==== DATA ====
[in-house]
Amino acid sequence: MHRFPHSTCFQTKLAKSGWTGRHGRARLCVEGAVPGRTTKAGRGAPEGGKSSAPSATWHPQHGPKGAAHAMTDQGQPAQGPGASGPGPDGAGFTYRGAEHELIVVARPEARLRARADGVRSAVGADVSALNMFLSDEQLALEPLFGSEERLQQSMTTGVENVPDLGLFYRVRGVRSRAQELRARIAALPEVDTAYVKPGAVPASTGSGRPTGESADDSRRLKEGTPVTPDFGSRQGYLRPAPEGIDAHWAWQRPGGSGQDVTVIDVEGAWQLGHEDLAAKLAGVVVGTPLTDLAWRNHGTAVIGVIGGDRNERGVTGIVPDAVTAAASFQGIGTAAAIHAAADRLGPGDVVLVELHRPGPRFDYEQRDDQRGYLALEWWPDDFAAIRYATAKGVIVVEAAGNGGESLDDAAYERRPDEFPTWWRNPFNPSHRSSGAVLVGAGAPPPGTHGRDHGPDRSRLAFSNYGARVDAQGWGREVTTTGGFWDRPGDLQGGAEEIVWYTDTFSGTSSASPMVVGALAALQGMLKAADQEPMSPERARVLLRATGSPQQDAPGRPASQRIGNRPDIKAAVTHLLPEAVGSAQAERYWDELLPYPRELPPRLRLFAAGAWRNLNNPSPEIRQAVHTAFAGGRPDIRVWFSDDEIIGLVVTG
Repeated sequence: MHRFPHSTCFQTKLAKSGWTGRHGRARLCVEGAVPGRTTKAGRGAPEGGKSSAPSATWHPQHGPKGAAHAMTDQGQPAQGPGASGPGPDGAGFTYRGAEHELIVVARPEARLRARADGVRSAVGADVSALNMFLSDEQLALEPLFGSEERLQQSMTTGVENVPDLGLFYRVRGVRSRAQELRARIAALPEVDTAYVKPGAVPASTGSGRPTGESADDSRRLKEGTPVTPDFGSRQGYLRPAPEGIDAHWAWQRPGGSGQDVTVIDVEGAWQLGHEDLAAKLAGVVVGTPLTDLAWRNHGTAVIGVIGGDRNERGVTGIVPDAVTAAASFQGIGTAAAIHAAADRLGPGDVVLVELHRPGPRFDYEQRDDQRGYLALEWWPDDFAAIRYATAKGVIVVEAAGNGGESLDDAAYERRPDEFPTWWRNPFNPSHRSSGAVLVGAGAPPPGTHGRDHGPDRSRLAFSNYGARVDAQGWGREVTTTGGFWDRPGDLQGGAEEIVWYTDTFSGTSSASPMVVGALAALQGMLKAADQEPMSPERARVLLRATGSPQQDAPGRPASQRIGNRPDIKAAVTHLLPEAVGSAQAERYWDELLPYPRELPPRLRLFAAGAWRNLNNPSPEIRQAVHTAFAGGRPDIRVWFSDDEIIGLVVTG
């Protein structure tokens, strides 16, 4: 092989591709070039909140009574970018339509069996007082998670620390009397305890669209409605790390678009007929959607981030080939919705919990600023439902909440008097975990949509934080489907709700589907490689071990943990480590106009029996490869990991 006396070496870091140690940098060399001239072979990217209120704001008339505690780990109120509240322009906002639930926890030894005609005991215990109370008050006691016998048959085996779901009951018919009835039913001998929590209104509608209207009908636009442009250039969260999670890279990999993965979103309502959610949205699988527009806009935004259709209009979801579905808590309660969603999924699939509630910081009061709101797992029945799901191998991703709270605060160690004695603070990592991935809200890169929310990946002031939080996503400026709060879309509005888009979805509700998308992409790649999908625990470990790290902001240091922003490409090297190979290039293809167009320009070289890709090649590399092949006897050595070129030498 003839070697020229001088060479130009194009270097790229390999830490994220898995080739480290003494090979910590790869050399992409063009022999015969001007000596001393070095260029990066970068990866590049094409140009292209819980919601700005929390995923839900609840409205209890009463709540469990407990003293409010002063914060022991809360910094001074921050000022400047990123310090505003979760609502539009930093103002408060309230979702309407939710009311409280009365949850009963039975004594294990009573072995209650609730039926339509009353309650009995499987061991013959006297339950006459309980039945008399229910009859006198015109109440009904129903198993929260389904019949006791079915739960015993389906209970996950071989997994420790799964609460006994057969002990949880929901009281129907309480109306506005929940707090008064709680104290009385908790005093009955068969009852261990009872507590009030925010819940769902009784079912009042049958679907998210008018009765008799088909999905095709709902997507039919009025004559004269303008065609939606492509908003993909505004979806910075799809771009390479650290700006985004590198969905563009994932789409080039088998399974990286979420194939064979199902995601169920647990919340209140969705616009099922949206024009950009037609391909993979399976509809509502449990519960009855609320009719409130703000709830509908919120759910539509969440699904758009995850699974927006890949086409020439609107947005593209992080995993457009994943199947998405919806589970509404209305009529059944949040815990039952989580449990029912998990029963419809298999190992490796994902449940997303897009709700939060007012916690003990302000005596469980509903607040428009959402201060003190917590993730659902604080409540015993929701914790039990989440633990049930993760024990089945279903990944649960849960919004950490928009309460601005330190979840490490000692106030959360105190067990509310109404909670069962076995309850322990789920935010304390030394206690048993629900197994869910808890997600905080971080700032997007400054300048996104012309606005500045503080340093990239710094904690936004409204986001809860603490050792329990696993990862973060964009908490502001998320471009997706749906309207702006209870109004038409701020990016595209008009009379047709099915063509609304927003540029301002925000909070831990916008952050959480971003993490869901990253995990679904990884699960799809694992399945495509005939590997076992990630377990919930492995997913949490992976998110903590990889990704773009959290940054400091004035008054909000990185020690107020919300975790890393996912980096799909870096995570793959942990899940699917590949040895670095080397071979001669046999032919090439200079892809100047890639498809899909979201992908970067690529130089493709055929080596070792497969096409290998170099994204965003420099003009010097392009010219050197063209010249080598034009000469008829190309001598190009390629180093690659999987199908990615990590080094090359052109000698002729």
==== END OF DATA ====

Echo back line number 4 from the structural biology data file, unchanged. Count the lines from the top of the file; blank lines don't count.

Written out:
């Protein structure tokens, strides 16, 4: 092989591709070039909140009574970018339509069996007082998670620390009397305890669209409605790390678009007929959607981030080939919705919990600023439902909440008097975990949509934080489907709700589907490689071990943990480590106009029996490869990991 006396070496870091140690940098060399001239072979990217209120704001008339505690780990109120509240322009906002639930926890030894005609005991215990109370008050006691016998048959085996779901009951018919009835039913001998929590209104509608209207009908636009442009250039969260999670890279990999993965979103309502959610949205699988527009806009935004259709209009979801579905808590309660969603999924699939509630910081009061709101797992029945799901191998991703709270605060160690004695603070990592991935809200890169929310990946002031939080996503400026709060879309509005888009979805509700998308992409790649999908625990470990790290902001240091922003490409090297190979290039293809167009320009070289890709090649590399092949006897050595070129030498 003839070697020229001088060479130009194009270097790229390999830490994220898995080739480290003494090979910590790869050399992409063009022999015969001007000596001393070095260029990066970068990866590049094409140009292209819980919601700005929390995923839900609840409205209890009463709540469990407990003293409010002063914060022991809360910094001074921050000022400047990123310090505003979760609502539009930093103002408060309230979702309407939710009311409280009365949850009963039975004594294990009573072995209650609730039926339509009353309650009995499987061991013959006297339950006459309980039945008399229910009859006198015109109440009904129903198993929260389904019949006791079915739960015993389906209970996950071989997994420790799964609460006994057969002990949880929901009281129907309480109306506005929940707090008064709680104290009385908790005093009955068969009852261990009872507590009030925010819940769902009784079912009042049958679907998210008018009765008799088909999905095709709902997507039919009025004559004269303008065609939606492509908003993909505004979806910075799809771009390479650290700006985004590198969905563009994932789409080039088998399974990286979420194939064979199902995601169920647990919340209140969705616009099922949206024009950009037609391909993979399976509809509502449990519960009855609320009719409130703000709830509908919120759910539509969440699904758009995850699974927006890949086409020439609107947005593209992080995993457009994943199947998405919806589970509404209305009529059944949040815990039952989580449990029912998990029963419809298999190992490796994902449940997303897009709700939060007012916690003990302000005596469980509903607040428009959402201060003190917590993730659902604080409540015993929701914790039990989440633990049930993760024990089945279903990944649960849960919004950490928009309460601005330190979840490490000692106030959360105190067990509310109404909670069962076995309850322990789920935010304390030394206690048993629900197994869910808890997600905080971080700032997007400054300048996104012309606005500045503080340093990239710094904690936004409204986001809860603490050792329990696993990862973060964009908490502001998320471009997706749906309207702006209870109004038409701020990016595209008009009379047709099915063509609304927003540029301002925000909070831990916008952050959480971003993490869901990253995990679904990884699960799809694992399945495509005939590997076992990630377990919930492995997913949490992976998110903590990889990704773009959290940054400091004035008054909000990185020690107020919300975790890393996912980096799909870096995570793959942990899940699917590949040895670095080397071979001669046999032919090439200079892809100047890639498809899909979201992908970067690529130089493709055929080596070792497969096409290998170099994204965003420099003009010097392009010219050197063209010249080598034009000469008829190309001598190009390629180093690659999987199908990615990590080094090359052109000698002729």